The Nintendo Entertainment System has had a momentous impact on a generation of creatives. Titles such as Super Mario Bros and The Legend of Zelda inspired comics, stories, and programming triumphs for decades now, since they arrived at the screen in the mid-eighties. The video game worlds of today owe a great deal to the imagination and the coding perseverance of the early frontier days of home console gaming. Double Fine for their Amnesia Fortnight created a title that paid tribute to the games like The Legend of Zelda and the very source code that makes such achievements possible.
The heart of this title is its gameplay and Hack n’ Slash’s gameplay is the concept that you can edit the programmed rules of the game with “artefacts” found in the world. Is an enemy harassing a friend? With a couple of button presses, you can make that enemy your friend, or harmless or any combination. Do you need to wait 50000 in-game days to receive a vital item? Simply speed up the day/night cycle by 10000%. The bending of the mechanics of the world to solve puzzles has been done before in games like Portal. But it feels refreshing and almost god-like to edit the code itself to give you an advantage, like using a cheat code in days gone by.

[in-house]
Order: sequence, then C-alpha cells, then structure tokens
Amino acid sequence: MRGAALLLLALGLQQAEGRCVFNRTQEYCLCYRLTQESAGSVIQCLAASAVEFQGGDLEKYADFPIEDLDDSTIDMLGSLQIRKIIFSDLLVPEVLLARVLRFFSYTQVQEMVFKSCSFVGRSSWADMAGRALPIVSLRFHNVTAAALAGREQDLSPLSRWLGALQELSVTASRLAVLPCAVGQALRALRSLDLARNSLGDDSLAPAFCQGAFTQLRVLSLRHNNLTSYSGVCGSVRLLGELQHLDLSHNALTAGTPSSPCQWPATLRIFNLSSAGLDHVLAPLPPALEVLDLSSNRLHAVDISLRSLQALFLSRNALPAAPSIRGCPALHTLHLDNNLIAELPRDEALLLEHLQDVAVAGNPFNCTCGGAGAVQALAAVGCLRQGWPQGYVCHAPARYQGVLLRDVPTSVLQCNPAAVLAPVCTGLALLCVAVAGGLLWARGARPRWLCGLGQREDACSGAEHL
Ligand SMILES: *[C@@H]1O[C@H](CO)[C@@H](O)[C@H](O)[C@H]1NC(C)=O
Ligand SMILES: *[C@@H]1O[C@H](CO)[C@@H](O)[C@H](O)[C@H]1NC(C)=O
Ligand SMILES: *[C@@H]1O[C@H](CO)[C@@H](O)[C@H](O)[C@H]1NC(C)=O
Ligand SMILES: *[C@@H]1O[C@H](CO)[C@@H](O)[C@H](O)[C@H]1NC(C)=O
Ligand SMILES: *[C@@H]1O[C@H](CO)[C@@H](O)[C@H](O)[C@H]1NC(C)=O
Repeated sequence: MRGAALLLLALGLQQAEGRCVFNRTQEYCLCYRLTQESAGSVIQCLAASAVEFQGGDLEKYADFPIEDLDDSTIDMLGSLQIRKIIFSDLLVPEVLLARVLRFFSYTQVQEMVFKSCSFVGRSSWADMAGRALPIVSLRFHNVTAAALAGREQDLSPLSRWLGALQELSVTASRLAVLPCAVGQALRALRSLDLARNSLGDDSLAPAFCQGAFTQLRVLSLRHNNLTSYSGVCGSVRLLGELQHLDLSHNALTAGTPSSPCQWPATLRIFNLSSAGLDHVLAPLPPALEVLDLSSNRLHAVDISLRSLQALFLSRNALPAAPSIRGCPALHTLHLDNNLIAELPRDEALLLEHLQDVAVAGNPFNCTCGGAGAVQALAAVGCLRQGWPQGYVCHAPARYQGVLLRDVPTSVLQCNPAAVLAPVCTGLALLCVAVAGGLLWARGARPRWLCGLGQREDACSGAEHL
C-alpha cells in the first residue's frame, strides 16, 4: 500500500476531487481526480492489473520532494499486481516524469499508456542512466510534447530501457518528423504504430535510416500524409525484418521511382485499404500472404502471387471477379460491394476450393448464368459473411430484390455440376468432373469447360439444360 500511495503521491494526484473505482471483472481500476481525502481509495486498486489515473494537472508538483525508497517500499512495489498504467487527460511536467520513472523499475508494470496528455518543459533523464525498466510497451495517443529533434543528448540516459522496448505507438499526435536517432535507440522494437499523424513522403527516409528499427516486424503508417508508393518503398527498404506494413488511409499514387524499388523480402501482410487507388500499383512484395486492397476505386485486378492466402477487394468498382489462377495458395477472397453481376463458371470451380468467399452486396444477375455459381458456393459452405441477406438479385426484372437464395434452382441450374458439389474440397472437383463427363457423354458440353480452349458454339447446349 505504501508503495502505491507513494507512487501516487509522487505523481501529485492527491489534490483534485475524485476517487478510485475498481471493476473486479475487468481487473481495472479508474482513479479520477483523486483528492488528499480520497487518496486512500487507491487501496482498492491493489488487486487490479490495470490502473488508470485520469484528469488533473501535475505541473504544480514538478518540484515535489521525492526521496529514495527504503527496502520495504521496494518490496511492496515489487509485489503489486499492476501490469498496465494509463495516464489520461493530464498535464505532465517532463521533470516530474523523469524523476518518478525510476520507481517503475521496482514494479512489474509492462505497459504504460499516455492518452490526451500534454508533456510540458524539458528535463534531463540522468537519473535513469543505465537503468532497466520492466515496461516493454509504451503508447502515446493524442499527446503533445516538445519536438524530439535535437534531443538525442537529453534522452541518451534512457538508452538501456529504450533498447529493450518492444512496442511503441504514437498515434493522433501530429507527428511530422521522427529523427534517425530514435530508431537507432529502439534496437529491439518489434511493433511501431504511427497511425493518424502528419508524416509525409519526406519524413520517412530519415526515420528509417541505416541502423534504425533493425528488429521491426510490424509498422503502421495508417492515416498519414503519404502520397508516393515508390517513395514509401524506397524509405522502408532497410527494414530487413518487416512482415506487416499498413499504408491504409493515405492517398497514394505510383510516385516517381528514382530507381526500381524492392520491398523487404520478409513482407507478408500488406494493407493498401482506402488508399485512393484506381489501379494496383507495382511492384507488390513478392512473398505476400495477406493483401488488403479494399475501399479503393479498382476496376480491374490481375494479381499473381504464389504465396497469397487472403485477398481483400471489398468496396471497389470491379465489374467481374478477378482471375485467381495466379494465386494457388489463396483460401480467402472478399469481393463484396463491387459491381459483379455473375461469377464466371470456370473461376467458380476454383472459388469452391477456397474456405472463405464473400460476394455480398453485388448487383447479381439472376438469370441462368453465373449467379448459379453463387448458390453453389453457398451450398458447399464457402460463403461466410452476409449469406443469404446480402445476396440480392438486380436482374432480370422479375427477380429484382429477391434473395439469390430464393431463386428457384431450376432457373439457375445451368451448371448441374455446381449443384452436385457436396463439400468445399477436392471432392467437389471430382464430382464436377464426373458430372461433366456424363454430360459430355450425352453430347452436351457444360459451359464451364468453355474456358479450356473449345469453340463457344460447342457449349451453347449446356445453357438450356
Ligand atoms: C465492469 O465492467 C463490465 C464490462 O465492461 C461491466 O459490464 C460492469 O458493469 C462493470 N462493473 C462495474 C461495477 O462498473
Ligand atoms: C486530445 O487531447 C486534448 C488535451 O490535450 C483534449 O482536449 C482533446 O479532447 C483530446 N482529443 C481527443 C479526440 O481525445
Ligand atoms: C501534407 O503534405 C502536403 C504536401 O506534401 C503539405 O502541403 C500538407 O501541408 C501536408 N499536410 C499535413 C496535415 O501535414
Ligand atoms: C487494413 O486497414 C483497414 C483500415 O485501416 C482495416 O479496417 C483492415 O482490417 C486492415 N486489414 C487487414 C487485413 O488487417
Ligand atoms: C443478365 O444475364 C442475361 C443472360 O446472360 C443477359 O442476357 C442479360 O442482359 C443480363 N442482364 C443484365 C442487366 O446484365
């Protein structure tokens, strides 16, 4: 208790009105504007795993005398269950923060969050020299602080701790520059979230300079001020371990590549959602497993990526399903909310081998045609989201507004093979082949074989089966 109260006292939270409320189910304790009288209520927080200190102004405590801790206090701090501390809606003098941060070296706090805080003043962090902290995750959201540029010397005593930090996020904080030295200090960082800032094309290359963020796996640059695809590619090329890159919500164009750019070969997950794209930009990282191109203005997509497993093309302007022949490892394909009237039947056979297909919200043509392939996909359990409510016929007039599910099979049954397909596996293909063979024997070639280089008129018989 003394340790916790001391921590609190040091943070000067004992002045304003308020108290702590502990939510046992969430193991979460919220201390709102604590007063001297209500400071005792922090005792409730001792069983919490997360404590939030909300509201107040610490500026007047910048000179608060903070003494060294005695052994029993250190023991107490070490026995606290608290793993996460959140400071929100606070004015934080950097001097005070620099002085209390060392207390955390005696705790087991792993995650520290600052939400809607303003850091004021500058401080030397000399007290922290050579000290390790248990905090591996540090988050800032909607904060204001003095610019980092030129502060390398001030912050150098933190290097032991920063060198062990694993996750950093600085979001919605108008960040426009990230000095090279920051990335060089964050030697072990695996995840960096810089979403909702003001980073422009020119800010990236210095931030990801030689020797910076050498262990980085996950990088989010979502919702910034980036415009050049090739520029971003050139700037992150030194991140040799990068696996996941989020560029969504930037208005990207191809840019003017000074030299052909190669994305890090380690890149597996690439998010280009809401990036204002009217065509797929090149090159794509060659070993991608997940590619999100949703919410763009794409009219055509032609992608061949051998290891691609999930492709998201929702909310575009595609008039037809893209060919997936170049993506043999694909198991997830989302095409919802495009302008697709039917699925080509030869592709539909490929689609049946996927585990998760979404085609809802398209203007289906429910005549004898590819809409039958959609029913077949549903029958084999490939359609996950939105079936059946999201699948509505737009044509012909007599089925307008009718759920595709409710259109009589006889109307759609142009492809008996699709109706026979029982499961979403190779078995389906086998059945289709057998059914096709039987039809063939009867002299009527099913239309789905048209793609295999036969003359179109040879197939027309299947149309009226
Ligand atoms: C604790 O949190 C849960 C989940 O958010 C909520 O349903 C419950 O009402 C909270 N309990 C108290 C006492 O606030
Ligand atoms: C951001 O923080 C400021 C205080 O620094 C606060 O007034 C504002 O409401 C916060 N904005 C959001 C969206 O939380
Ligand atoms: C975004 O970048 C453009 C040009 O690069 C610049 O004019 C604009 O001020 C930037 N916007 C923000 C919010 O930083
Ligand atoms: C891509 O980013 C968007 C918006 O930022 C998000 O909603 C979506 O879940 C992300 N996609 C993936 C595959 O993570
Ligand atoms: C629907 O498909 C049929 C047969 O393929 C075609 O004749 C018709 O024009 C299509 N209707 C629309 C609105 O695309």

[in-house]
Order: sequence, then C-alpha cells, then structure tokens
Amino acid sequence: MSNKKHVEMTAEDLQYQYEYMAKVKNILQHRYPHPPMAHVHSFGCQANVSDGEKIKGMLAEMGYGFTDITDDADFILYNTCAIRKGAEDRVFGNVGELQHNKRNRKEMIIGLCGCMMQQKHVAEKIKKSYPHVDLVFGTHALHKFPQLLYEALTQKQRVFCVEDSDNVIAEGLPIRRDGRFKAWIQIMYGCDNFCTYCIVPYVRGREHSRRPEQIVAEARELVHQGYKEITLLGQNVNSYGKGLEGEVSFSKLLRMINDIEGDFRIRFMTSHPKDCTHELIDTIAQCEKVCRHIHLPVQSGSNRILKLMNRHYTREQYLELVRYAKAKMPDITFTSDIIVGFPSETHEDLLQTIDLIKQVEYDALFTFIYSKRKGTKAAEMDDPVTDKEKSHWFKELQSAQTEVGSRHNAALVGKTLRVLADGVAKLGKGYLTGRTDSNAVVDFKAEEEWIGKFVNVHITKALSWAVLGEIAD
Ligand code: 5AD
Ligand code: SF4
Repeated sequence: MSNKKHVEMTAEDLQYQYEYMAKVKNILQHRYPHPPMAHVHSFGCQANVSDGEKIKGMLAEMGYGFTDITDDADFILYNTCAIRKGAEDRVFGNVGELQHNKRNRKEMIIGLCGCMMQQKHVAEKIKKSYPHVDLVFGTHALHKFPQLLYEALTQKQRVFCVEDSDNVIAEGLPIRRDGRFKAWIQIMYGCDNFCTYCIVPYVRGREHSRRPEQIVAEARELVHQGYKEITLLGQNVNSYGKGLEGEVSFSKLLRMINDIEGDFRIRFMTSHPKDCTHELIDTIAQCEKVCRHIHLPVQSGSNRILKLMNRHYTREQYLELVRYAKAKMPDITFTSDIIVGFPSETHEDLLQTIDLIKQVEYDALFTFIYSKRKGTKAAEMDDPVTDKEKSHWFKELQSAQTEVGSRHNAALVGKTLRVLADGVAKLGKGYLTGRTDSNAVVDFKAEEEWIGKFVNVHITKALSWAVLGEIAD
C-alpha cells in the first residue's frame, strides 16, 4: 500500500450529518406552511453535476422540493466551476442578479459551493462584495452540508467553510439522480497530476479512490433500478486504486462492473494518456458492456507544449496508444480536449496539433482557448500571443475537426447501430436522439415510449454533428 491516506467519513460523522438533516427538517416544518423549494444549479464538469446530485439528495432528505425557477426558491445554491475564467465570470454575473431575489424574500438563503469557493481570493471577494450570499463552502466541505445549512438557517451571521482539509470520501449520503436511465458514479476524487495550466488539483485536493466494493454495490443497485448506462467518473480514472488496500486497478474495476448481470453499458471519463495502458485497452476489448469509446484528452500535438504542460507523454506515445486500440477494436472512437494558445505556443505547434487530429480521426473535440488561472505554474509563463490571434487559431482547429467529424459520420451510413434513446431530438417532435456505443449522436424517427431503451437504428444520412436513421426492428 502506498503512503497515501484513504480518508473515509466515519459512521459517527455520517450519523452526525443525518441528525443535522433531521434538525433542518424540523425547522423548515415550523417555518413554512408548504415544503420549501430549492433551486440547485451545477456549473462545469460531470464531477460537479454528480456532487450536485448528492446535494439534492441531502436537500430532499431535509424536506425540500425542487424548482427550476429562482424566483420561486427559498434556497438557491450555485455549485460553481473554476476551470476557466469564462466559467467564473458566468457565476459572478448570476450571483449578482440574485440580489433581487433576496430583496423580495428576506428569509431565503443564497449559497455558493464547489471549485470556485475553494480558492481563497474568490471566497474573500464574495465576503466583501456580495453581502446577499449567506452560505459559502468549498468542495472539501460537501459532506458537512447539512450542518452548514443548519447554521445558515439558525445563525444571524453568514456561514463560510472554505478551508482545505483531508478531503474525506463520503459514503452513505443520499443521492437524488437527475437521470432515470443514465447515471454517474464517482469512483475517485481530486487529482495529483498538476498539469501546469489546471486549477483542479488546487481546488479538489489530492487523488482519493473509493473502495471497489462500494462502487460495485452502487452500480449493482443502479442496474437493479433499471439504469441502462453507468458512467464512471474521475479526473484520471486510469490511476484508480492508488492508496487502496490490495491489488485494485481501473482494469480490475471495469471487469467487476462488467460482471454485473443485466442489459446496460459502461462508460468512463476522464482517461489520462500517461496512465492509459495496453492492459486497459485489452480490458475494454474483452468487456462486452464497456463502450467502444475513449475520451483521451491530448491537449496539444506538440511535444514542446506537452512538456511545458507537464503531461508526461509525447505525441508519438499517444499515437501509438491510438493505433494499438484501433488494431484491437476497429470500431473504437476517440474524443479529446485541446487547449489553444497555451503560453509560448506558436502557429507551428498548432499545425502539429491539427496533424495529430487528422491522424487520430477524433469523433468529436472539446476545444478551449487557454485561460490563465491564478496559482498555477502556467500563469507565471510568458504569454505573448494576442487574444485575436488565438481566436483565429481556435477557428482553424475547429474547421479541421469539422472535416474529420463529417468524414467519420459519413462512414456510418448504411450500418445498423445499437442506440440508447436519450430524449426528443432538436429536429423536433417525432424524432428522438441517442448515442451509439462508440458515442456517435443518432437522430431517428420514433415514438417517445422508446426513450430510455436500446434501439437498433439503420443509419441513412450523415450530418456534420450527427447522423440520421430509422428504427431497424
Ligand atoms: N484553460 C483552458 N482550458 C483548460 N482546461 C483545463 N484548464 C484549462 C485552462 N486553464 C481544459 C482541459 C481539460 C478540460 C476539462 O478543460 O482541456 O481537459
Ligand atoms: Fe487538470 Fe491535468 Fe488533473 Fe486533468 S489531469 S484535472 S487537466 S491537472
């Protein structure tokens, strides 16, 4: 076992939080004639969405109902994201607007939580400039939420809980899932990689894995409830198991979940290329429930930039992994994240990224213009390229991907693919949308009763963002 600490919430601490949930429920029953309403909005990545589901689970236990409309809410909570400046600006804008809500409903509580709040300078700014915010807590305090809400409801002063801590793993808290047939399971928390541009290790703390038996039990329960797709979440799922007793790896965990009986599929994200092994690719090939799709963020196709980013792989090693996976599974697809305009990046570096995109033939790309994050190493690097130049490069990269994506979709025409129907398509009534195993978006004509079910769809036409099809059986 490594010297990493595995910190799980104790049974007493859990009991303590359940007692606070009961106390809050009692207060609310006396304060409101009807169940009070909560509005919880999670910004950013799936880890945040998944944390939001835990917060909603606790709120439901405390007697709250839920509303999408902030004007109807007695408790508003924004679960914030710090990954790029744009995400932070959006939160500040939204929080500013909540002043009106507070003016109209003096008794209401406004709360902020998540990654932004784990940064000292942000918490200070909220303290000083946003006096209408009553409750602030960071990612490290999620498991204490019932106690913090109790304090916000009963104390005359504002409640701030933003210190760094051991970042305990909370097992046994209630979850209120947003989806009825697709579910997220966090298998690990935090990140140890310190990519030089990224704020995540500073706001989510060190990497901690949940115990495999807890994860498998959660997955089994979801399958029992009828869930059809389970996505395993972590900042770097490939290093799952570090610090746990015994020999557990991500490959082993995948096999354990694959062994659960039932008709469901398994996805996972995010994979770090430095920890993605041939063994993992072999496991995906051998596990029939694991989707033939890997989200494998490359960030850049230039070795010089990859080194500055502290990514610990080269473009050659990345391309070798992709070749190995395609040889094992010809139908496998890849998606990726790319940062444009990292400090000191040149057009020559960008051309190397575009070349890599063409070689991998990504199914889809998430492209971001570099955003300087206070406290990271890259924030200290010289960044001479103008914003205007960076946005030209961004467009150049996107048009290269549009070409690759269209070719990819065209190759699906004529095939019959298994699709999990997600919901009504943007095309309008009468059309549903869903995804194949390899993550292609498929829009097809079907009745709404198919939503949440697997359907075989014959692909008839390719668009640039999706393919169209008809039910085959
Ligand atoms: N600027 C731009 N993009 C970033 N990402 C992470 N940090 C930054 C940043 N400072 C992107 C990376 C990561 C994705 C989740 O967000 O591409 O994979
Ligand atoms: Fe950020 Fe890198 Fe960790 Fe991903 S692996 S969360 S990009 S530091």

There are in-jokes are aplenty in the mythical fantasy world, if you are familiar with the Legend of Zelda and the intricacies of setting programming variables, you’re in for a treat. The visual homages go a long way to underline how much of a novel twist the gameplay is, while still retaining the charm of Double Fine’s previous games. Visual glitches are a staple of the land as the player wreaks havoc on the fabric of this simple land’s reality.
Hack ‘n’ Slash is the perfect marriage of those charming 16-bit adventure Role-Playing games and the recent trend of programming puzzle games. It remains a love letter for both, breathing new life into established concepts that not may seem the most likely candidates for an upgrade. Along with its contemporaries in the Amnesia Fortnight program shows a concept worthy of expansion. I suppose with games like this you could rightfully assume that if Double Fine didn’t come up with them, somebody else would. But with a fascination with programming that Hack ‘n’ Slash manages to instil in the player, we’re likely to see more coding achievements in the future.
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